This study examined whether enhanced susceptibility of steatotic liver to I/R injury is due to impaired recruitment of bone marrow (BM) progenitors of LSECs (also called sprocs) with diminished repair of injured LSECs and whether restoring signaling to recruit BM sprocs reduces I/R injury.
Hepatic vessels were clamped for 1 hour in rats fed a high fat, high fructose (HFHF) diet for 5, 10, or 15 weeks. MMP-9 antisense oligonucleotides (ASO) or an MMP inhibitor were used to induce liver-selective MMP-9 inhibition.
HFHF rats had mild, moderate and severe steatosis, respectively, at 5-, 10-, and 15-weeks. I/R injury was enhanced in HFHF rats; this was accompanied by complete absence of hepatic VEGF-sdf1 signaling, leading to lack of BM sproc recruitment. Liver-selective MMP-9 inhibition to protect against proteolytic cleavage of hepatic VEGF using either MMP-9 ASO or intraportal MMP inhibitor in 5- and 10-week HFHF rats enhanced hepatic VEGF-sdf1 signaling, increased BM sproc recruitment, and reduced ALT by 92 and 77% at 5 weeks and by 80 and 64% at 10-weeks of HFHF diet, respectively. After I/R injury in 15-week HFHF rats, the MMP inhibitor reduced active MMP-9 expression by 97%, ameliorated histologic evidence of injury, and reduced ALT by 58%, which is comparable to control rats sustaining I/R injury. Rescue therapy with intraportal MMP inhibitor, given after ischemia, in the 5-week HFHF rat reduced ALT by 71% and reduced necrosis.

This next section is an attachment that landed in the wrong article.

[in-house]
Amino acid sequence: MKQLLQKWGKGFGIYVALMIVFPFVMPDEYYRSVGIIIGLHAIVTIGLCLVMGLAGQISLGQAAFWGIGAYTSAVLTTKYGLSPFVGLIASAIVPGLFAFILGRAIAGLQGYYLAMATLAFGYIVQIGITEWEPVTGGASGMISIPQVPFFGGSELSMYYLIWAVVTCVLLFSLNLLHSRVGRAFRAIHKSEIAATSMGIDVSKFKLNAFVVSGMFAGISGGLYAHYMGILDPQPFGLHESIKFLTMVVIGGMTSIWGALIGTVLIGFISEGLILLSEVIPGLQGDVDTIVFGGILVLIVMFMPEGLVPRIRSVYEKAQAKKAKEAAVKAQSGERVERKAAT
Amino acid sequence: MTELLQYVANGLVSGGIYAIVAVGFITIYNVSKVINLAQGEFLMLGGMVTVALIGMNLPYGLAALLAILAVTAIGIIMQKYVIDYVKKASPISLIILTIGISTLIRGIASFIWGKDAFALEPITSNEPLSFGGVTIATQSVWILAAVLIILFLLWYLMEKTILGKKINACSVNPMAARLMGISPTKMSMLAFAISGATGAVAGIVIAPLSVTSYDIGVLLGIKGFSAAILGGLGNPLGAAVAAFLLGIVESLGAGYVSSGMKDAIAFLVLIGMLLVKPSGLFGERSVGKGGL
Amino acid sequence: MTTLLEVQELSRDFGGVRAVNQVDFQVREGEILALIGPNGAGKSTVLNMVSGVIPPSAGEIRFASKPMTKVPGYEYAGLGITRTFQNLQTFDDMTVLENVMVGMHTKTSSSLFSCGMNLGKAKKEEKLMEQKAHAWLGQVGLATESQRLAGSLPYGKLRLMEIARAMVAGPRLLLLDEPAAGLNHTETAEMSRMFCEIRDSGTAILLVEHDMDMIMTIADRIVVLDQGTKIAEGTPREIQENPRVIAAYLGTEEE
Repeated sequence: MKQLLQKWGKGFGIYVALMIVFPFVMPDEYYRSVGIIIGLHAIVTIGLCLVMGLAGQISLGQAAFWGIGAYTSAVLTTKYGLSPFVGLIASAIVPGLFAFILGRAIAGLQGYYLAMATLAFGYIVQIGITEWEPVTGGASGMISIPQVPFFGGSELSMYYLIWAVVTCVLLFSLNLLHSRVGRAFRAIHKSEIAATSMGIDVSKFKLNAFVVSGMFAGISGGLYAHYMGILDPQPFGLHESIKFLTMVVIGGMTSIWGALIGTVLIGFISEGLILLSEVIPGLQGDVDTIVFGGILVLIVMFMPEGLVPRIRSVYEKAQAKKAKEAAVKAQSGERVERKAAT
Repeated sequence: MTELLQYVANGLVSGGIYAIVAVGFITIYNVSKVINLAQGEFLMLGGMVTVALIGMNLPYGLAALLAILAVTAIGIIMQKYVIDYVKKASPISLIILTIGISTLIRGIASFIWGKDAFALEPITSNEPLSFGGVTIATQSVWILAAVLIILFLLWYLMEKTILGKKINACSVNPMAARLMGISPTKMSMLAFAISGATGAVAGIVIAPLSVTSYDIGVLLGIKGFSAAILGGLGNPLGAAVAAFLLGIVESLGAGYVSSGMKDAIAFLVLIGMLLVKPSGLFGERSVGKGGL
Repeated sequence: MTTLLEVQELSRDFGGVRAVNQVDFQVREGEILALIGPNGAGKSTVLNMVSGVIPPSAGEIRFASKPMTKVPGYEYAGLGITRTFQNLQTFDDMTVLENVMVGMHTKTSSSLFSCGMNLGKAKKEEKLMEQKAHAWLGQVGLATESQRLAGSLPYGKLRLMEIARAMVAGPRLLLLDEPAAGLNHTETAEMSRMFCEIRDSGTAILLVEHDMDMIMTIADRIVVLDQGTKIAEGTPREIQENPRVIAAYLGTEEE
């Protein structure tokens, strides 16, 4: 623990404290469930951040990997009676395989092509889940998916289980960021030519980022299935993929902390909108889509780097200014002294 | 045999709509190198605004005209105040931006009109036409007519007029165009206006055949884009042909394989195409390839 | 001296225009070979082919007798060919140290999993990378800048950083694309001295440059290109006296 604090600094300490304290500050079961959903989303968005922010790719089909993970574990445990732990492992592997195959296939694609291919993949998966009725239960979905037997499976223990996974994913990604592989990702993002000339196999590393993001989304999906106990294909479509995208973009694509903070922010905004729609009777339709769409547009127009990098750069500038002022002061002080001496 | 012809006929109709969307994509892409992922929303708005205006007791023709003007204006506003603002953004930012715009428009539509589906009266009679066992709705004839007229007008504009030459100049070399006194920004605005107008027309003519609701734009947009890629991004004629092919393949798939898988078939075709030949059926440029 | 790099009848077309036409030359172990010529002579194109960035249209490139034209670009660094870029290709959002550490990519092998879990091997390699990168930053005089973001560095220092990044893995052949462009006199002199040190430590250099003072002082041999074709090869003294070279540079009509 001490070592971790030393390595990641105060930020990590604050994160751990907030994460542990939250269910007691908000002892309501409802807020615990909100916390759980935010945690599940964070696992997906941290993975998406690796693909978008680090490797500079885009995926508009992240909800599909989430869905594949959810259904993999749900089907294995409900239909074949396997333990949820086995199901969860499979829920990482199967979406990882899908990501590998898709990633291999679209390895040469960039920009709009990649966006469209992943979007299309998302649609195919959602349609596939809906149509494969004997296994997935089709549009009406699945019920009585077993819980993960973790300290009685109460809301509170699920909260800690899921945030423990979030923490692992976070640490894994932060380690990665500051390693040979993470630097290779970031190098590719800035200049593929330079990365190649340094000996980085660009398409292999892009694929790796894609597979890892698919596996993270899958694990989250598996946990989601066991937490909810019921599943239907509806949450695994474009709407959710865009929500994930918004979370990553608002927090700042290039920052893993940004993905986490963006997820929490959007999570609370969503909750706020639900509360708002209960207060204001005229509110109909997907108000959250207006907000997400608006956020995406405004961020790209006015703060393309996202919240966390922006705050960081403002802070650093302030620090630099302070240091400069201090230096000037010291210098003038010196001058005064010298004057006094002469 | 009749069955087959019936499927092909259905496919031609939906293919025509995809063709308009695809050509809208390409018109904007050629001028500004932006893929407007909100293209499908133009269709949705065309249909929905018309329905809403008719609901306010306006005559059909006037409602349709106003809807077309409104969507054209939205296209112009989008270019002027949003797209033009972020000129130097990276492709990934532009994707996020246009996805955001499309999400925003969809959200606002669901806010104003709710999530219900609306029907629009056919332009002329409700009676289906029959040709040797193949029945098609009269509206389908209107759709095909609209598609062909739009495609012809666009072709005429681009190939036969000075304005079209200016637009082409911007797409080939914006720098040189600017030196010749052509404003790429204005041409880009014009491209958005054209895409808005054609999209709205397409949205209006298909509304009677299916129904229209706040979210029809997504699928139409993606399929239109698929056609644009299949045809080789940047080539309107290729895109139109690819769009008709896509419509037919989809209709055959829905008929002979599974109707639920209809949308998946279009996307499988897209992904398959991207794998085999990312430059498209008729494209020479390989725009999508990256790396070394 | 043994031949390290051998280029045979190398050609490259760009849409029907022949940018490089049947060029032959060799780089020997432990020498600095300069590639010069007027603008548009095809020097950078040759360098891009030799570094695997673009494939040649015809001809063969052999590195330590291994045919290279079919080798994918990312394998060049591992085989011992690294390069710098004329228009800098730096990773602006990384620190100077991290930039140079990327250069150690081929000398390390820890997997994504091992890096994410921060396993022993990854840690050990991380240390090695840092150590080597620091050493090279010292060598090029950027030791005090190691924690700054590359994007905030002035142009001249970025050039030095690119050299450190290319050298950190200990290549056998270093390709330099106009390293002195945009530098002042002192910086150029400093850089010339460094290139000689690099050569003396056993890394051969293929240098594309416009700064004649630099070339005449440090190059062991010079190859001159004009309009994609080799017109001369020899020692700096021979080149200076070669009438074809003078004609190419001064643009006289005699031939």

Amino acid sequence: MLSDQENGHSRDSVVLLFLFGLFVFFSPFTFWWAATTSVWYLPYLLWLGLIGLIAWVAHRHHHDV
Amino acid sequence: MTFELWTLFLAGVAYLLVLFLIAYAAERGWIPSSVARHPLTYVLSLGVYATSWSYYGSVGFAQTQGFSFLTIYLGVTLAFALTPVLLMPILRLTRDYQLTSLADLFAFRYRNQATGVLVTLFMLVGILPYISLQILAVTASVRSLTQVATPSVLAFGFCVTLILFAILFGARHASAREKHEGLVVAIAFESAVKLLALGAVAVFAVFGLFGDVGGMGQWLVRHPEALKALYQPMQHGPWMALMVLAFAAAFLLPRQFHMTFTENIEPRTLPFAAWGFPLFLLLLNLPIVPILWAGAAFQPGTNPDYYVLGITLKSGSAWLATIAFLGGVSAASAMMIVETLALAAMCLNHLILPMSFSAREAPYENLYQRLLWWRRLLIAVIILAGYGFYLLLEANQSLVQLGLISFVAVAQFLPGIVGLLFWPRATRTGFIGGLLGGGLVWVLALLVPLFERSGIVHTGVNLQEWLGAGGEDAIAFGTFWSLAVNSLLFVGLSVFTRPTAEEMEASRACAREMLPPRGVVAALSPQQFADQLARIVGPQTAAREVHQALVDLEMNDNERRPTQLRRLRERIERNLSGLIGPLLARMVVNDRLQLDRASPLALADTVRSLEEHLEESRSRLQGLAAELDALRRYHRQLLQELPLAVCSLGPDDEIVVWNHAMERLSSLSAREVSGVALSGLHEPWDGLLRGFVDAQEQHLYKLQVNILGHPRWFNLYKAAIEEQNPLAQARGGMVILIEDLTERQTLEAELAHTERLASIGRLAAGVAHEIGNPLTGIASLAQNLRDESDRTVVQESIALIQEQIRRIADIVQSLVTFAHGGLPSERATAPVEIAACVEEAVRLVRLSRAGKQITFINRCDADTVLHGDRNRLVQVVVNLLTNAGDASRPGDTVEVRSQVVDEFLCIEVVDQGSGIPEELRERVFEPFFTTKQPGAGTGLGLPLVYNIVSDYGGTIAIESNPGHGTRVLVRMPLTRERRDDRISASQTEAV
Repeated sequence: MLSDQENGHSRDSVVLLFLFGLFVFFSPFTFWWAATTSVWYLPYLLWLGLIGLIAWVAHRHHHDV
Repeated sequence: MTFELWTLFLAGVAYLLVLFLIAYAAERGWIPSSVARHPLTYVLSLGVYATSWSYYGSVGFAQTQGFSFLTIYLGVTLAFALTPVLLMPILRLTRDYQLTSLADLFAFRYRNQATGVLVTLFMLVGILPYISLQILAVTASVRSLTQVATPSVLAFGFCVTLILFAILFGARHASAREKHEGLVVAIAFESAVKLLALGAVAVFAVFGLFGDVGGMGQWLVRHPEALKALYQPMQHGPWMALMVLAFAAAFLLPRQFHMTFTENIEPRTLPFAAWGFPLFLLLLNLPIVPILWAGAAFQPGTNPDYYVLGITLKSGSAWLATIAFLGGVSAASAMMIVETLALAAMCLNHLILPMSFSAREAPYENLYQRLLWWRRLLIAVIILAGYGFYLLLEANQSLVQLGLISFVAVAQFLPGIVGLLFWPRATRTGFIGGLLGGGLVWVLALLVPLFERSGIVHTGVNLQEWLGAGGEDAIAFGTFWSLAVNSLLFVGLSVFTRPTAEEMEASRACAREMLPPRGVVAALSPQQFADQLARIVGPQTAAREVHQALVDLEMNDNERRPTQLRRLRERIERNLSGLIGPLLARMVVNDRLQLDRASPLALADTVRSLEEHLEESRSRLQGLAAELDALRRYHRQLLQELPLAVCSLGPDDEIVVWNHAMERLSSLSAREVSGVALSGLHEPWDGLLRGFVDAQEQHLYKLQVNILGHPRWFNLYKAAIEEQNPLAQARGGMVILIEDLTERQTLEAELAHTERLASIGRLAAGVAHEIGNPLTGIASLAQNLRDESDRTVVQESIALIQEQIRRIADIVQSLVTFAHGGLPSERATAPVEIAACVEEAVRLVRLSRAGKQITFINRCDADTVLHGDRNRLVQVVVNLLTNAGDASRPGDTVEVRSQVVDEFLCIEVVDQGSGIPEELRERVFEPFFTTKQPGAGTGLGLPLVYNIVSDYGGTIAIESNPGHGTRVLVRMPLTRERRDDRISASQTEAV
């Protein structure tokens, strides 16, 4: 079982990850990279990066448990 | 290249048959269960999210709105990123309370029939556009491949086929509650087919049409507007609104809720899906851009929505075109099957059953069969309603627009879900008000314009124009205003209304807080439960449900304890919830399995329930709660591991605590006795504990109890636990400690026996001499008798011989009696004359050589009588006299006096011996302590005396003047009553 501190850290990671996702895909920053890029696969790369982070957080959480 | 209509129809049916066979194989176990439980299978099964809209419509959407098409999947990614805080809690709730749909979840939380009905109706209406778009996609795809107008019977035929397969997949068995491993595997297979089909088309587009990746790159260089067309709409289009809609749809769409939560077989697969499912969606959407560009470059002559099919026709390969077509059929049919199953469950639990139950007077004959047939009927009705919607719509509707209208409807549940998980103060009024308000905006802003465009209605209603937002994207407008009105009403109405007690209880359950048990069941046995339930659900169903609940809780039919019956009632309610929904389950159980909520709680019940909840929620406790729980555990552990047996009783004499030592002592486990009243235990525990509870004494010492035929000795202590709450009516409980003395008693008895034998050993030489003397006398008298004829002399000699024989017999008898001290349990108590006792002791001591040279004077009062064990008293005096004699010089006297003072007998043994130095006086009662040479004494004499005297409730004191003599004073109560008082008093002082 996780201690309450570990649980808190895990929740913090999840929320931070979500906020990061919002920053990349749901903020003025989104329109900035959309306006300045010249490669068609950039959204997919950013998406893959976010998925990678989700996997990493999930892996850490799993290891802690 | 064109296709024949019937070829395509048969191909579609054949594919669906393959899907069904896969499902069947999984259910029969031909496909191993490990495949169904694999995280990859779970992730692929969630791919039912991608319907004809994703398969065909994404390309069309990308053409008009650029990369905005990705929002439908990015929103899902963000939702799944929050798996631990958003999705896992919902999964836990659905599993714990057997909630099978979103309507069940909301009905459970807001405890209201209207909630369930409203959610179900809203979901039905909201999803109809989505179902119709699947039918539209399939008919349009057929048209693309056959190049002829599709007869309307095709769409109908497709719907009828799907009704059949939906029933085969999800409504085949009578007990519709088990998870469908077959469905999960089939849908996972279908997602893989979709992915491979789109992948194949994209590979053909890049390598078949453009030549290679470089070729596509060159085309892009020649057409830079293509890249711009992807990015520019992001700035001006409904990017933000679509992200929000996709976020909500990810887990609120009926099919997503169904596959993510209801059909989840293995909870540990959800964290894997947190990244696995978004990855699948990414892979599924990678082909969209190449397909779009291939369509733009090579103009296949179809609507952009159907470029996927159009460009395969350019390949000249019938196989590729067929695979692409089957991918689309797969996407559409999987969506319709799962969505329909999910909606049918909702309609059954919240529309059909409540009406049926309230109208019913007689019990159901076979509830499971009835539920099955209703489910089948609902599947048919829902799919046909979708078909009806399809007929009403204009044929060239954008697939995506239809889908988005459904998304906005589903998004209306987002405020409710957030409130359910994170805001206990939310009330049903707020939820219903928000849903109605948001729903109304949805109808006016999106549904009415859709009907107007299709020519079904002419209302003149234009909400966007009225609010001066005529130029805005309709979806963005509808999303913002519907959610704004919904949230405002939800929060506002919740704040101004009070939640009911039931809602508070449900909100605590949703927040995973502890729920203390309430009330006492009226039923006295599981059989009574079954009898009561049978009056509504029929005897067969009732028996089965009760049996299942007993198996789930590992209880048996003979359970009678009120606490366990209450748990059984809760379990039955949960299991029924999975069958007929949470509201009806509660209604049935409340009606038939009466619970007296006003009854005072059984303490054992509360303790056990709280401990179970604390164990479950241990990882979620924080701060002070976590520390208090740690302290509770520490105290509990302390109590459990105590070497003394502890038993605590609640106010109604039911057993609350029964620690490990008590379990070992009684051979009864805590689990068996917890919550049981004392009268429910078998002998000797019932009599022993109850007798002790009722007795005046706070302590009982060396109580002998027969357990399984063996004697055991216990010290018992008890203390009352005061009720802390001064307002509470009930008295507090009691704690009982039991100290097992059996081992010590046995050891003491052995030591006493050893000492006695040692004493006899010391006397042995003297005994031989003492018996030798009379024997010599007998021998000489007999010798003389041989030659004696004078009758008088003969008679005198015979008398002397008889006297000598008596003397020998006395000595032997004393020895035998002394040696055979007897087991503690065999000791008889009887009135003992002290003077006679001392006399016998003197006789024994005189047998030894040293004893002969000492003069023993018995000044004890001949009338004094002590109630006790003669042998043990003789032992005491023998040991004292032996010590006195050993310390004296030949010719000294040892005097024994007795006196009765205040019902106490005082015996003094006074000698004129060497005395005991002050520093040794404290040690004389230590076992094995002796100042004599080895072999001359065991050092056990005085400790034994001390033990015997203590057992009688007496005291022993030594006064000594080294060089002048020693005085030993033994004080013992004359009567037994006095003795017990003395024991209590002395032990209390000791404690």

Lack of signaling to recruit BM sprocs that repair injured LSECs renders steatotic liver more susceptible to I/R injury. Liver-selective MMP-9 inhibition enhances VEGF-sdf1 signaling and recruitment of BM sprocs, which markedly protects against I/R injury, even in severely steatotic rats.

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